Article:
In 1991, there was one UK edition of the newspaper printed in London and an international edition printed in Frankfurt, New York, Paris and Tokyo. Today there are UK, European and US/ Asia editions, with 14 deadlines across different time zones. The newspaper is printed in 18 cities, enabling it to appear in the world’s major business centres at the beginning of every working day. In addition, news, comment and analysis is updated throughout the day on FT.com, which attracts some two million unique monthly visitors and around 40 million monthly page views.
Financial Times Deutschland
Financial Times Deutschland is a joint venture between the Financial Times Group and Gruner + Jahr, Germany’s leading magazine and newspaper publisher. The new German language business newspaper was launched in February 2000 with a fully integrated online business news and data service. Financial Times Deutschland already has average daily sales of more than 70,000 and attracts two million monthly visitors to its websites.
The Financial Times Group
- The FT Group, one of the world’s leading business information companies, aims to provide a broad range of business information and services to the growing audience of internationally minded business people. FT.com, the newspaper’s internet partner, combines agenda-setting editorial with relevant financial data and discussion groups, as well as a broad range of business tools including the largest search function on the internet.
- The FT Group’s pan-European network of national business newspapers and online services include France’s leading business newspaper and website, Les Echos and lesechos.fr, Spain’s leading business newspaper and website, Expansion and expansiondirecto.com, and Financial Times Deutschland.
- Through Interactive Data Corporation, the FT Group is one of the world’s leading sources of securities pricing and specialist financial information to global institutional, professional and individual investors.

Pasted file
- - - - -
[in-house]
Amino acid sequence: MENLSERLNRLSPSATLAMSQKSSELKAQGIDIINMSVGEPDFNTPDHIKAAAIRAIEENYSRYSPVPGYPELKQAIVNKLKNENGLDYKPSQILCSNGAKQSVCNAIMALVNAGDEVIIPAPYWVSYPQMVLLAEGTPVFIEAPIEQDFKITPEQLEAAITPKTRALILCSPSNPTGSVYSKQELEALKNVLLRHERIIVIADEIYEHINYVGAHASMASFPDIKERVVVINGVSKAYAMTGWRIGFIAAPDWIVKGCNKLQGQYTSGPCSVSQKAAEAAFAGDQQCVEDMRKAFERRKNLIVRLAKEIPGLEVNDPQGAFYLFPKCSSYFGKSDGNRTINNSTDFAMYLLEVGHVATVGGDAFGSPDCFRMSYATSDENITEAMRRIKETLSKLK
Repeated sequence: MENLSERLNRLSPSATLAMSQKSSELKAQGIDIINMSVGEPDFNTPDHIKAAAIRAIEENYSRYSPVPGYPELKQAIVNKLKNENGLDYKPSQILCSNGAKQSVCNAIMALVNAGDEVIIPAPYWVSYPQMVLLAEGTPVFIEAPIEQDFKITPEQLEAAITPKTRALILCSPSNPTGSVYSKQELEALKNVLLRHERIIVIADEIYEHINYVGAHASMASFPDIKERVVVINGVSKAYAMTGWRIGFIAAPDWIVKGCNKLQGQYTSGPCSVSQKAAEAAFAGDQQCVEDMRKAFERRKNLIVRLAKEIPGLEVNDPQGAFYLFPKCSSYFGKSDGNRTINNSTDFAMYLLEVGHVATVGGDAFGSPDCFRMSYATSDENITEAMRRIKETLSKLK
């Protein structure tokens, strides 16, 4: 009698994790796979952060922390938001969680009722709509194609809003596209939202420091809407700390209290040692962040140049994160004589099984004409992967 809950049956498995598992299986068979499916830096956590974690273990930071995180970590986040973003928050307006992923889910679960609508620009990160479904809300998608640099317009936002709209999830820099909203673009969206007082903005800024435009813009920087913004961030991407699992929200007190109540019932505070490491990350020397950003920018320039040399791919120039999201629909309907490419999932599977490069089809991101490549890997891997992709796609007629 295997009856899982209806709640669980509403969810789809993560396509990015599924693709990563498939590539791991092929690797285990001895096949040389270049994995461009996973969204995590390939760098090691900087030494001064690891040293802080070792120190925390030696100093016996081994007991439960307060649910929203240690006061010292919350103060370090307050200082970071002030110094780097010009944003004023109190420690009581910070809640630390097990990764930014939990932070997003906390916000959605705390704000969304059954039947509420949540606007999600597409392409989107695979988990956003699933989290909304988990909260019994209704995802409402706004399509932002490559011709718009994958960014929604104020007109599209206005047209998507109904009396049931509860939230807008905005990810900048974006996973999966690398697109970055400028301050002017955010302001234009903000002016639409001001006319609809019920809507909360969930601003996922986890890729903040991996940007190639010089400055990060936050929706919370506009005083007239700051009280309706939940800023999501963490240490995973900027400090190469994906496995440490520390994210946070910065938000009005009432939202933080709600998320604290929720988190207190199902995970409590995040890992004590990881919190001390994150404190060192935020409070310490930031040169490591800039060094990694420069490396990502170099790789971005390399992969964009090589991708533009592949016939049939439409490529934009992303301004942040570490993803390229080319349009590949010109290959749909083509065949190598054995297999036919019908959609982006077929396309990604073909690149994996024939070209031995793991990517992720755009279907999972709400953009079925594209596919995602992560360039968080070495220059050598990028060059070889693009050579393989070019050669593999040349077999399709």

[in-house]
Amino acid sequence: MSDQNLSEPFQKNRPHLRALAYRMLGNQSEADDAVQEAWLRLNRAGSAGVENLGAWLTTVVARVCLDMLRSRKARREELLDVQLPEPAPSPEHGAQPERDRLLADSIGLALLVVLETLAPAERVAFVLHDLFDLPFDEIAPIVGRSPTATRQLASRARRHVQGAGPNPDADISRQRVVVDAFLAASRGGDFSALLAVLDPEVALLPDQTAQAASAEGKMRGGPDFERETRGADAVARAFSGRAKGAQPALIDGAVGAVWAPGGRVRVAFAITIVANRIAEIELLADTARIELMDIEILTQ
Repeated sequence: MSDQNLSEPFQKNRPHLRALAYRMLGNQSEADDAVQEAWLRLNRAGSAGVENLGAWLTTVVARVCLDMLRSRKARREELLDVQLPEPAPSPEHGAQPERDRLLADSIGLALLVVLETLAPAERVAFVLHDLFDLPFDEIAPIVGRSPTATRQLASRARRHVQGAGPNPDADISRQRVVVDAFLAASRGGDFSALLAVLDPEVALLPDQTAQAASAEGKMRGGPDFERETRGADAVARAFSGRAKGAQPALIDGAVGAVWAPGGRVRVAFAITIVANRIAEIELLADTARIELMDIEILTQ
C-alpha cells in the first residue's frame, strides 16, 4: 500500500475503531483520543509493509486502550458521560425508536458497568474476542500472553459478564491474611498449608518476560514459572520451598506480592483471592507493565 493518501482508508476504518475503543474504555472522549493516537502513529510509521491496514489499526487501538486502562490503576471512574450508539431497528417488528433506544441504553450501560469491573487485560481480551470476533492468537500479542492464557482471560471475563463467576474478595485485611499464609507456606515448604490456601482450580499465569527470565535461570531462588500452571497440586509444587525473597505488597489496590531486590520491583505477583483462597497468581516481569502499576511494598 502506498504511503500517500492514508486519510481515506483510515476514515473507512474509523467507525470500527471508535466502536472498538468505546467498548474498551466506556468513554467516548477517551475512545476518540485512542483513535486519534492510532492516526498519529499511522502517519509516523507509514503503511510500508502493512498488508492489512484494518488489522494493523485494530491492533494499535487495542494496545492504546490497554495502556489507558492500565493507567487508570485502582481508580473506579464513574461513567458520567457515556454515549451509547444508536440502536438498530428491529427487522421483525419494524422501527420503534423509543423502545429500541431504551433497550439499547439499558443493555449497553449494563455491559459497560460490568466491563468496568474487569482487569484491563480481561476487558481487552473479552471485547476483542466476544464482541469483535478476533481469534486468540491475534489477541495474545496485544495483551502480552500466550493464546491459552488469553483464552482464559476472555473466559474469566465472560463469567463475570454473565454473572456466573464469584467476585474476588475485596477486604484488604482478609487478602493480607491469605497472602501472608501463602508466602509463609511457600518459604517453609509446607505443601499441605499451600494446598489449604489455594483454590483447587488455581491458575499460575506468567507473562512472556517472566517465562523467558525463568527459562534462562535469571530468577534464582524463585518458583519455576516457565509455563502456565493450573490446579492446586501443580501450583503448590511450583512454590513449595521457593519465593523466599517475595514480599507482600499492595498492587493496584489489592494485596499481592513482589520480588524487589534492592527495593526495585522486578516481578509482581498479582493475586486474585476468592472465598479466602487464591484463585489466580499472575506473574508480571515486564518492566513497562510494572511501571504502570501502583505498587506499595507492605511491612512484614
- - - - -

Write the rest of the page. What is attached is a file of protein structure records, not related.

- The FT Group has a joint venture with CBSMarketWatch.com, FTMarketWatch.com, which provides free, fast, incisive, real-time financial and market news to Europe’s rapidly growing community of private investors. The FT Group also owns a 34% interest in CBSMarketWatch, whose web properties (BigCharts.com and CBSMarketWatch.com) are the internet’s most popular destinations for financial market news.
- FT Business produces specialist information on the retail, personal and institutional finance industries. It publishes the UK’s premier personal finance magazine, Investors Chronicle, and The Banker, Money Management and Financial Adviser for professional advisers.
- The Financial Times Group also has a stake in a number of joint ventures, including:
- FTSE International, a joint venture with the London Stock Exchange;
- Vedomosti, Russia’s leading business newspaper and a partnership venture with Dow Jones and Independent Media;
- A 50% stake in BDFM, publishers of South Africa’s leading financial newspapers and website;
- A 50% stake in The Economist Group, which publishes the world’s leading weekly business and current affairs journal.
- The Financial Times Group is part of Pearson plc, the international media company. Pearson also owns Pearson Education, the world’s leading education company; Penguin, one of the world’s best-known consumer publishers; and a 22% stake in RTL Group, Europe’s leading broadcasting and production company.
For more information
Luke Swanson/ Joanna Manning-Cooper + 44 (0) 207 411 2310
John Fallon + 1 212 641 2408